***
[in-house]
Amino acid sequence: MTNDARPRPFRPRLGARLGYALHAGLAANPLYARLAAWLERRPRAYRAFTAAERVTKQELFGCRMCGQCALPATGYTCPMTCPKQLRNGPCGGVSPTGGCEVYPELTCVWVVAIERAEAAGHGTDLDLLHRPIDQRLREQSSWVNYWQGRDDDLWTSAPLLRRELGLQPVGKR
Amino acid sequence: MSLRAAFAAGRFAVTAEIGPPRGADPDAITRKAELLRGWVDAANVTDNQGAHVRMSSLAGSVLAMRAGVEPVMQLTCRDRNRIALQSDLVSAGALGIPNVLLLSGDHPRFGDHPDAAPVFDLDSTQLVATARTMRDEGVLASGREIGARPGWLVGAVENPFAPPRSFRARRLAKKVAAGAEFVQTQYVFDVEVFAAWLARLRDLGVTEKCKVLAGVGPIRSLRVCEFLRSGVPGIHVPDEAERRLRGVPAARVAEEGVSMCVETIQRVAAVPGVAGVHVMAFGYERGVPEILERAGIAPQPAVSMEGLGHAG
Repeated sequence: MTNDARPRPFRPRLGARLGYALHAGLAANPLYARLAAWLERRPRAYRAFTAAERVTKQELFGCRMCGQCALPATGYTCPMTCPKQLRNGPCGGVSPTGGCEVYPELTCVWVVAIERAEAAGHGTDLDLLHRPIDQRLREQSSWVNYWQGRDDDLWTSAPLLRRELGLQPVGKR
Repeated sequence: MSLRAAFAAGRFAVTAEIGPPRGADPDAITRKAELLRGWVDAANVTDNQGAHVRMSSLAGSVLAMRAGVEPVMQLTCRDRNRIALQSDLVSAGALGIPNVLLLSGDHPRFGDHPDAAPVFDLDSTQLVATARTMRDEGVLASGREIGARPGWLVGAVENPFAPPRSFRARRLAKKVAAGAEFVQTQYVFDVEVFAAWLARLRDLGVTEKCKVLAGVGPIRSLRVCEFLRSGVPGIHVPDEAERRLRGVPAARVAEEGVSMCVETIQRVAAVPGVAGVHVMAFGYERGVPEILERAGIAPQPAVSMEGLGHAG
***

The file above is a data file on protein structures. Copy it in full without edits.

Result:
[in-house]
Amino acid sequence: MTNDARPRPFRPRLGARLGYALHAGLAANPLYARLAAWLERRPRAYRAFTAAERVTKQELFGCRMCGQCALPATGYTCPMTCPKQLRNGPCGGVSPTGGCEVYPELTCVWVVAIERAEAAGHGTDLDLLHRPIDQRLREQSSWVNYWQGRDDDLWTSAPLLRRELGLQPVGKR
Amino acid sequence: MSLRAAFAAGRFAVTAEIGPPRGADPDAITRKAELLRGWVDAANVTDNQGAHVRMSSLAGSVLAMRAGVEPVMQLTCRDRNRIALQSDLVSAGALGIPNVLLLSGDHPRFGDHPDAAPVFDLDSTQLVATARTMRDEGVLASGREIGARPGWLVGAVENPFAPPRSFRARRLAKKVAAGAEFVQTQYVFDVEVFAAWLARLRDLGVTEKCKVLAGVGPIRSLRVCEFLRSGVPGIHVPDEAERRLRGVPAARVAEEGVSMCVETIQRVAAVPGVAGVHVMAFGYERGVPEILERAGIAPQPAVSMEGLGHAG
Repeated sequence: MTNDARPRPFRPRLGARLGYALHAGLAANPLYARLAAWLERRPRAYRAFTAAERVTKQELFGCRMCGQCALPATGYTCPMTCPKQLRNGPCGGVSPTGGCEVYPELTCVWVVAIERAEAAGHGTDLDLLHRPIDQRLREQSSWVNYWQGRDDDLWTSAPLLRRELGLQPVGKR
Repeated sequence: MSLRAAFAAGRFAVTAEIGPPRGADPDAITRKAELLRGWVDAANVTDNQGAHVRMSSLAGSVLAMRAGVEPVMQLTCRDRNRIALQSDLVSAGALGIPNVLLLSGDHPRFGDHPDAAPVFDLDSTQLVATARTMRDEGVLASGREIGARPGWLVGAVENPFAPPRSFRARRLAKKVAAGAEFVQTQYVFDVEVFAAWLARLRDLGVTEKCKVLAGVGPIRSLRVCEFLRSGVPGIHVPDEAERRLRGVPAARVAEEGVSMCVETIQRVAAVPGVAGVHVMAFGYERGVPEILERAGIAPQPAVSMEGLGHAG